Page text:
The proverbial "Canary in the Coal Mine" is more than just a myth. Throughout human history, birds have long been a bellwether for a wide range of environmental phenomena, ranging from everyday weather to brewing environmental catastrophe. With their wide-ranging habitats and lengthy migratory patterns, birds are often exposed to a much larger cross-section of the ecosystem than many other animals, and reside high enough in the food chain that they can be adversely impacted by environmental contamination in ways that other species are not.

Monitoring the everyday patterns and reproductive lifecycle of birds across the ecological spectrum can provide essential data for understanding the true health of our ecosystem.

Today, some efforts have been made to conduct prolonged, distributed studies of birds across the world, but these labor-intensive studies are naturally limited in scope and effectiveness, as they involve volunteers carefully walking or hiking to nests multiple times a day to make observations. Modern IoT technology makes it possible to automate and widely expand these essential studies in a manner that involves and educates local communities across the world--an opportunity that Canary was built to fulfill.

What it does

Canary is a low-cost automatic wildlife observation system, designed as an educational kit for students, bird enthusiasts, and researchers. Each Canary base station contains a high-definition camera with day and night vision capability (including infrared illuminators that are invisible to birds), an array of attachable sensors like thermocouples and strain gauges, and a web server that streams video and automatically gathered statistics to users on a local area network. Canary is intended to be mounted to the roof of a nesting box, birdhouse, or other observation site, and continuously captures video and other data from its feathered companions. Video and sensor data is processed on-board Canary in order to extract relevant events and summary statistics. At the micro scale, this means that users can play back amazing bird moments they may have missed, and view the history of the bird family building its life in their own yard. At the macro scale, distilling hundreds of hours of video into concise summary statistics and relevant video frames allows researchers to keep tabs on large populations of birds without consuming large amounts of bandwidth or cloud computing resources.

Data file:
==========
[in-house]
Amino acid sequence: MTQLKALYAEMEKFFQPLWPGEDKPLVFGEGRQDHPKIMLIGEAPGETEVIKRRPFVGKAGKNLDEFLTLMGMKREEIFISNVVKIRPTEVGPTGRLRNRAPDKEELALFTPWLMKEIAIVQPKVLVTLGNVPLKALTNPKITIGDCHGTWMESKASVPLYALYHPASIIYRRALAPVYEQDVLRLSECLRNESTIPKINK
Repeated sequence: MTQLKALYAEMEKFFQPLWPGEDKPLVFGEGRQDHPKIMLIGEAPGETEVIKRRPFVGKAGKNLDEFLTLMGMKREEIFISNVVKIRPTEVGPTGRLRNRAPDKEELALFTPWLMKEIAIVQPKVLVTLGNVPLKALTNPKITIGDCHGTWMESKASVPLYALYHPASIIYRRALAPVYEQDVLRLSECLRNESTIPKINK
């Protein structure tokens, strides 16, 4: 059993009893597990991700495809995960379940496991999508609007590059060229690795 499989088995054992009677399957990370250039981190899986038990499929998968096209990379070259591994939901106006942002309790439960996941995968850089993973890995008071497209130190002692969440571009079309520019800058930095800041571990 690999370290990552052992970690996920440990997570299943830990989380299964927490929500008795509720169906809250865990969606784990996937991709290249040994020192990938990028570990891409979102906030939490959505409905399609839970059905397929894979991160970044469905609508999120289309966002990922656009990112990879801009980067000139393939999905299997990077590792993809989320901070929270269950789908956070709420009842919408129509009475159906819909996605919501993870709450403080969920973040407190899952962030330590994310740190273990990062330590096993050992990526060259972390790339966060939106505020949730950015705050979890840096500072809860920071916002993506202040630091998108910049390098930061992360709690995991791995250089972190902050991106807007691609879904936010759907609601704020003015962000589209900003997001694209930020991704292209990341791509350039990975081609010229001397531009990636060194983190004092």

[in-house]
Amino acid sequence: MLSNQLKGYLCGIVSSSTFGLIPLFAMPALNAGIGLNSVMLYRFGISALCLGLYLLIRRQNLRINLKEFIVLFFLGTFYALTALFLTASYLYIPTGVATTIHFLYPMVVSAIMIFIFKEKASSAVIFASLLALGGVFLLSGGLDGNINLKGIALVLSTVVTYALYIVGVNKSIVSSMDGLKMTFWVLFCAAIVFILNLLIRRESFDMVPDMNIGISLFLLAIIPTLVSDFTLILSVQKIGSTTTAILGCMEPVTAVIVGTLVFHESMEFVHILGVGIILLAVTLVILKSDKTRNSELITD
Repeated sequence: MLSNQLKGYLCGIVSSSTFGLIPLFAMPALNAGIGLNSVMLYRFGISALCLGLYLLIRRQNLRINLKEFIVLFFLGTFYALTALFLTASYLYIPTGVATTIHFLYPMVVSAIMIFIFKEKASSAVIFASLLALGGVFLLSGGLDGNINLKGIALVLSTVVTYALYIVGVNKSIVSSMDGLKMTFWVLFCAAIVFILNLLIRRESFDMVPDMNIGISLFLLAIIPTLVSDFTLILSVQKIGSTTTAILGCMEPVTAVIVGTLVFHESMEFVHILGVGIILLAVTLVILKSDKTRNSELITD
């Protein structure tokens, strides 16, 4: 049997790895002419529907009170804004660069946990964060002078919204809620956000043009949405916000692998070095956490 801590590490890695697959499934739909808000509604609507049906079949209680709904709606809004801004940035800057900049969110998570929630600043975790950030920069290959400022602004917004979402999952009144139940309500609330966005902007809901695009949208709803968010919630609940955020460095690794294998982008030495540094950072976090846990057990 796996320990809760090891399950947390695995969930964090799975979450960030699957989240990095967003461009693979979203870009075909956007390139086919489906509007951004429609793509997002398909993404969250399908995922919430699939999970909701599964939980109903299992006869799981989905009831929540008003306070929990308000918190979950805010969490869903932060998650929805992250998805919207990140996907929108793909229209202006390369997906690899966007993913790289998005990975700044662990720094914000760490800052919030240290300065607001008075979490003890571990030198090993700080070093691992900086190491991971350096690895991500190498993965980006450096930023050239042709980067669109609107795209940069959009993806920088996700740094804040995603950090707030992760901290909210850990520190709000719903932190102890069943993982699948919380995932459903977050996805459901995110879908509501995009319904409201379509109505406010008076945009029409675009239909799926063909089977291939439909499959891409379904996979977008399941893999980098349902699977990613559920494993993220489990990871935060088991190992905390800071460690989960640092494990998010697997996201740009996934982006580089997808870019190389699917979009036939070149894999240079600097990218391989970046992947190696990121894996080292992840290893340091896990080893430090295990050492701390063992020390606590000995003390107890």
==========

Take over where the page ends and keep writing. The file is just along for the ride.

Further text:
Canary is designed from the ground-up to be a plug-and-play solution that is extremely accessible to consumers and students.

The device runs on Power Over Ethernet (PoE), requiring only a single outdoor-rated Ethernet cable (easily had at your local Home Depot) for both its data and power connections. Once Canary is connected to a user's Local Area Network, no further configuration is required! Anyone on the network can view the video stream and other webpages in their internet browser, and if an Internet connection is available (and the user opts in), Canary will forward summary statistics and a small subset of images to the cloud to be added to public research data. With IP65 waterproofing on all of its components, Canary is built to last in an outdoor environment for years, in climate conditions across the globe.

Adding an IoT device to one's personal space can raise privacy concerns, even outdoors. Canary respects users' privacy by design. Canary base stations have no integrated GPS, and instead derive rough location data from their IP address, thereby limiting the ability to pinpoint users' locations from publicly available datasets. Additionally, Canary base stations are intended to be mounted to an enclosed observation space with only an internal field of view, thereby reducing the possibility of unwanted backyard video recordings.

How we built it

Canary's hardware is built around a Raspberry Pi 4 single board computer that runs all of its data acquisition, web services, and data processing. A CSI camera module with infrared illuminators was used as the video capture device, and two waterproof thermocouples allow continuous measurement of temperature inside and outside the attached birdhouse. A PoE hat provides power to the Raspberry pi over the attached Cat5e ethernet cable, which is routed through a window with a flat cable and attached to a PoE Ethernet switch indoors. Canary is assembled into an inexpensive and compact waterproof case with the use of a 3d-printed bracket that allows the camera module to be stacked beneath the other electronics. The whole enclosure is intended to fit atop a birdhouse we built with these plans from Lowe's, which requires only a single wooden board, nails, and some glue. External electrical connections are gasketed and properly strain relieved with the use of cable glands, ensuring environmental robustness and a long service life.